Two distinct sets of multivariate analyses, utilizing Poisson regressions with robust error variance, were then performed to calculate the relative risks of three adverse event classes and readmission for patients who underwent THA who had “inpatient” surgery relative to “outpatient” surgery and who had LOS > 0 relative to LOS = 0 . In these multivariate analyses, 529 matched “inpatient” cases were compared with 529 “outpatient” cases and 436 matched LOS > 0 cases were compared with 436 LOS = 0 cases.
Another two distinct sets of multivariate analyses were performed to calculate the relative risks of three adverse event classes and readmission for patients who underwent TKA who had “inpatient” surgery relative to “outpatient” surgery and who had LOS > 0 relative to LOS = 0. The same type of regression was used to calculate the relative risks as the THA cohort. In these multivariate analyses, 890 matched “inpatient” cases were compared with 890 “outpatient” cases and 663 matched LOS > 0 cases were compared with 663 LOS = 0 cases.
Statistical analyses were conducted using Stata Version 13.0 (StataCorp, LP, College Station, TX, USA). For the multivariate analyses, a Bonferroni correction was used, and with n = 4, the level of significance was set at α = 0.0125 .
Characterizing the Definition of Inpatient and Outpatient Status for THA
Characterizing the Definition of Inpatient and Outpatient Status for TKA
Effects of Using Different Definitions of Inpatient and Outpatient Status on Postoperative Outcomes for THA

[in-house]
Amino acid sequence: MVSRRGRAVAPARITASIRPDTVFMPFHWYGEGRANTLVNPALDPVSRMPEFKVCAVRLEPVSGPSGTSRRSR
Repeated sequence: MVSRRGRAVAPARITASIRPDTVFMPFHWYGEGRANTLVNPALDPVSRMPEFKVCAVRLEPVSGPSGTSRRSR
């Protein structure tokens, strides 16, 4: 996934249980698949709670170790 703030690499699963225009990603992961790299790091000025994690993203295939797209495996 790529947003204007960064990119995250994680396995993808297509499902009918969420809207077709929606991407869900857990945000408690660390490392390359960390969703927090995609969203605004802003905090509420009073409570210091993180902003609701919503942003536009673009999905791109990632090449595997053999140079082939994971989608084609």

Effects of Using Different Definitions of Inpatient and Outpatient Status on Postoperative Outcomes for TKA
Multiple studies in orthopaedics have used NSQIP, a large national database that provides an “outpatient” status variable, to study outpatient procedures without determining what, exactly, “outpatient” means in NSQIP [32, 35, 41]. Under current regulations in the United States, patients who underwent outpatient surgery may stay one or more nights at the hospital under “observation” status despite being coded as an outpatient . It is important to determine the degree to which this is the case in NSQIP because this may influence the way clinicians interpret results from that source and the way hospital systems and policymakers use those data. The primary aim of the present study was to utilize NSQIP to characterize the definition of “inpatient” and “outpatient” status for THAs and TKAs in comparison to actual hospital LOS. The secondary aim was to assess if using different definitions of hospital stay, stated status versus actual LOS, would lead to different results when examining risk for postoperative adverse events after THA and TKA. The relevance of these research aims is important because not only is the number of these procedures expected to rise with an aging US population, but also because the number of studies investigating outpatient arthroplasty is expected to rise as a result of efforts to improve levels of patient satisfaction and reduce cost [15, 26, 29].